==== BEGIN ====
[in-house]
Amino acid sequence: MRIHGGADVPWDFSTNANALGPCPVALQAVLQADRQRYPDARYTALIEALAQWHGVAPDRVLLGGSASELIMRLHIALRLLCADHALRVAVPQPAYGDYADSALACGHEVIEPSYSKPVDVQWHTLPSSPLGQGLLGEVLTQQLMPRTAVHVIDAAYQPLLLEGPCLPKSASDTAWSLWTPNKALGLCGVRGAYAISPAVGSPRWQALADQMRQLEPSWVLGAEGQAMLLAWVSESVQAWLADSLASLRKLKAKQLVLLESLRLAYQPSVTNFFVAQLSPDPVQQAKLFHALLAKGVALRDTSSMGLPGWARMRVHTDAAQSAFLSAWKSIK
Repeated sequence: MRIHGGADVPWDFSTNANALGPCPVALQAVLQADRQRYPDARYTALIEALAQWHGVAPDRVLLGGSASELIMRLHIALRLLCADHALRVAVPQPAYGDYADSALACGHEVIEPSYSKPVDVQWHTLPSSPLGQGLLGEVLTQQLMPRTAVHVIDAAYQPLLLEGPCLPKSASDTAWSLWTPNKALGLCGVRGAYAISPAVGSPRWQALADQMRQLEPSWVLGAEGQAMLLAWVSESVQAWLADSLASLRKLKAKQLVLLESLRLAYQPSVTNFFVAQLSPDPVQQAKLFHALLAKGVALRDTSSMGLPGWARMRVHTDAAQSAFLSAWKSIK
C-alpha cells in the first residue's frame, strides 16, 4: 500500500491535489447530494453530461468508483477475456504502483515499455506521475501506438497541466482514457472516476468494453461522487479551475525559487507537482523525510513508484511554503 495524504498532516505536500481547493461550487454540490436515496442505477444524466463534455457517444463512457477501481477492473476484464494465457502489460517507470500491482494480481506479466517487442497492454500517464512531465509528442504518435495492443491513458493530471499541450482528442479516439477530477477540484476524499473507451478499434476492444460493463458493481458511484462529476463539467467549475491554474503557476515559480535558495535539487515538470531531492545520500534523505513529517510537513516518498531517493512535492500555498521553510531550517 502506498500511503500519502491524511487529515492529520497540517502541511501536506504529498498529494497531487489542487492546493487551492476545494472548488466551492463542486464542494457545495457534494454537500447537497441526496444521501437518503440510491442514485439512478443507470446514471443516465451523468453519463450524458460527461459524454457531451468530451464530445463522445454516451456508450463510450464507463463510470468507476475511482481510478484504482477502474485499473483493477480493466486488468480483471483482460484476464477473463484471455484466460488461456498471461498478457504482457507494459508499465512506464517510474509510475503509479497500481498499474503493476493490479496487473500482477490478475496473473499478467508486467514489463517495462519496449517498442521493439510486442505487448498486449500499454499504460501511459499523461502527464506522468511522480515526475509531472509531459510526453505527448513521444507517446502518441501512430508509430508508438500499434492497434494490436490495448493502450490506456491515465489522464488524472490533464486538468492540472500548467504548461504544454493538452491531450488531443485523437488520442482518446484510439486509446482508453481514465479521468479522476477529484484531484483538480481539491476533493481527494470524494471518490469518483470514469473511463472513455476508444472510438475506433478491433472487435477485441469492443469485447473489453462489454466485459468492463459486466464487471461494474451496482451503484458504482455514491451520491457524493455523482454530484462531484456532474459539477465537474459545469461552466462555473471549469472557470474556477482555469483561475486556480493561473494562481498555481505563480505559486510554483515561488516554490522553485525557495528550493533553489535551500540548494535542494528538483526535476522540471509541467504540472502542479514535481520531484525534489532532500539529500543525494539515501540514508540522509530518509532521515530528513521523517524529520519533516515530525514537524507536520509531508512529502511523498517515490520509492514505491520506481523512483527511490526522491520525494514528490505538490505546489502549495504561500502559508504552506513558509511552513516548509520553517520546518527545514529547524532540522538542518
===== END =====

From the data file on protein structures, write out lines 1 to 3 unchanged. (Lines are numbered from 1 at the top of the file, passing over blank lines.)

[in-house]
Amino acid sequence: MRIHGGADVPWDFSTNANALGPCPVALQAVLQADRQRYPDARYTALIEALAQWHGVAPDRVLLGGSASELIMRLHIALRLLCADHALRVAVPQPAYGDYADSALACGHEVIEPSYSKPVDVQWHTLPSSPLGQGLLGEVLTQQLMPRTAVHVIDAAYQPLLLEGPCLPKSASDTAWSLWTPNKALGLCGVRGAYAISPAVGSPRWQALADQMRQLEPSWVLGAEGQAMLLAWVSESVQAWLADSLASLRKLKAKQLVLLESLRLAYQPSVTNFFVAQLSPDPVQQAKLFHALLAKGVALRDTSSMGLPGWARMRVHTDAAQSAFLSAWKSIK
Repeated sequence: MRIHGGADVPWDFSTNANALGPCPVALQAVLQADRQRYPDARYTALIEALAQWHGVAPDRVLLGGSASELIMRLHIALRLLCADHALRVAVPQPAYGDYADSALACGHEVIEPSYSKPVDVQWHTLPSSPLGQGLLGEVLTQQLMPRTAVHVIDAAYQPLLLEGPCLPKSASDTAWSLWTPNKALGLCGVRGAYAISPAVGSPRWQALADQMRQLEPSWVLGAEGQAMLLAWVSESVQAWLADSLASLRKLKAKQLVLLESLRLAYQPSVTNFFVAQLSPDPVQQAKLFHALLAKGVALRDTSSMGLPGWARMRVHTDAAQSAFLSAWKSIK